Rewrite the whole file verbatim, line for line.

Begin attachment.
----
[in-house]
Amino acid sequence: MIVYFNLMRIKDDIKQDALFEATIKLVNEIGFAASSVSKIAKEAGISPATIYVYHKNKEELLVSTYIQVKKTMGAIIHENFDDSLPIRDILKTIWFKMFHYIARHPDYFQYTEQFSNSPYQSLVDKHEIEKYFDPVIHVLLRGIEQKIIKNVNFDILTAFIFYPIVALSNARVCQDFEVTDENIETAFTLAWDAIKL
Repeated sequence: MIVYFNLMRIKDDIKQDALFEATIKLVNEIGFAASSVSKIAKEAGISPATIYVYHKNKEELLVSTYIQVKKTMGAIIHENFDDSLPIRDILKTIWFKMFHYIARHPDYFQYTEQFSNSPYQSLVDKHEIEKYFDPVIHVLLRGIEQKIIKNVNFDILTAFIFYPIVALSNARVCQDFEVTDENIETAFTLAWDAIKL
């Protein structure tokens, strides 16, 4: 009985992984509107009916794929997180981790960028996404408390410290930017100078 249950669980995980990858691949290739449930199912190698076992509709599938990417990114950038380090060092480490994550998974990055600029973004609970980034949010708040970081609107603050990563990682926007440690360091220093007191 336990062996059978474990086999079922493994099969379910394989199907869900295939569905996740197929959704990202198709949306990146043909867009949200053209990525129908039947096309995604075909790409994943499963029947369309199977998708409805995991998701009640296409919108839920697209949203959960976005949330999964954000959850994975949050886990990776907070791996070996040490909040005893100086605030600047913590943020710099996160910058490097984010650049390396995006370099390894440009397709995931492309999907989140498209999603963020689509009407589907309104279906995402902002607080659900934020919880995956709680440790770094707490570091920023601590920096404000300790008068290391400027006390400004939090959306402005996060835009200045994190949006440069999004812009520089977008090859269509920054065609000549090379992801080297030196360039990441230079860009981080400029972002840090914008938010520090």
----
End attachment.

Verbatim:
[in-house]
Amino acid sequence: MIVYFNLMRIKDDIKQDALFEATIKLVNEIGFAASSVSKIAKEAGISPATIYVYHKNKEELLVSTYIQVKKTMGAIIHENFDDSLPIRDILKTIWFKMFHYIARHPDYFQYTEQFSNSPYQSLVDKHEIEKYFDPVIHVLLRGIEQKIIKNVNFDILTAFIFYPIVALSNARVCQDFEVTDENIETAFTLAWDAIKL
Repeated sequence: MIVYFNLMRIKDDIKQDALFEATIKLVNEIGFAASSVSKIAKEAGISPATIYVYHKNKEELLVSTYIQVKKTMGAIIHENFDDSLPIRDILKTIWFKMFHYIARHPDYFQYTEQFSNSPYQSLVDKHEIEKYFDPVIHVLLRGIEQKIIKNVNFDILTAFIFYPIVALSNARVCQDFEVTDENIETAFTLAWDAIKL
């Protein structure tokens, strides 16, 4: 009985992984509107009916794929997180981790960028996404408390410290930017100078 249950669980995980990858691949290739449930199912190698076992509709599938990417990114950038380090060092480490994550998974990055600029973004609970980034949010708040970081609107603050990563990682926007440690360091220093007191 336990062996059978474990086999079922493994099969379910394989199907869900295939569905996740197929959704990202198709949306990146043909867009949200053209990525129908039947096309995604075909790409994943499963029947369309199977998708409805995991998701009640296409919108839920697209949203959960976005949330999964954000959850994975949050886990990776907070791996070996040490909040005893100086605030600047913590943020710099996160910058490097984010650049390396995006370099390894440009397709995931492309999907989140498209999603963020689509009407589907309104279906995402902002607080659900934020919880995956709680440790770094707490570091920023601590920096404000300790008068290391400027006390400004939090959306402005996060835009200045994190949006440069999004812009520089977008090859269509920054065609000549090379992801080297030196360039990441230079860009981080400029972002840090914008938010520090």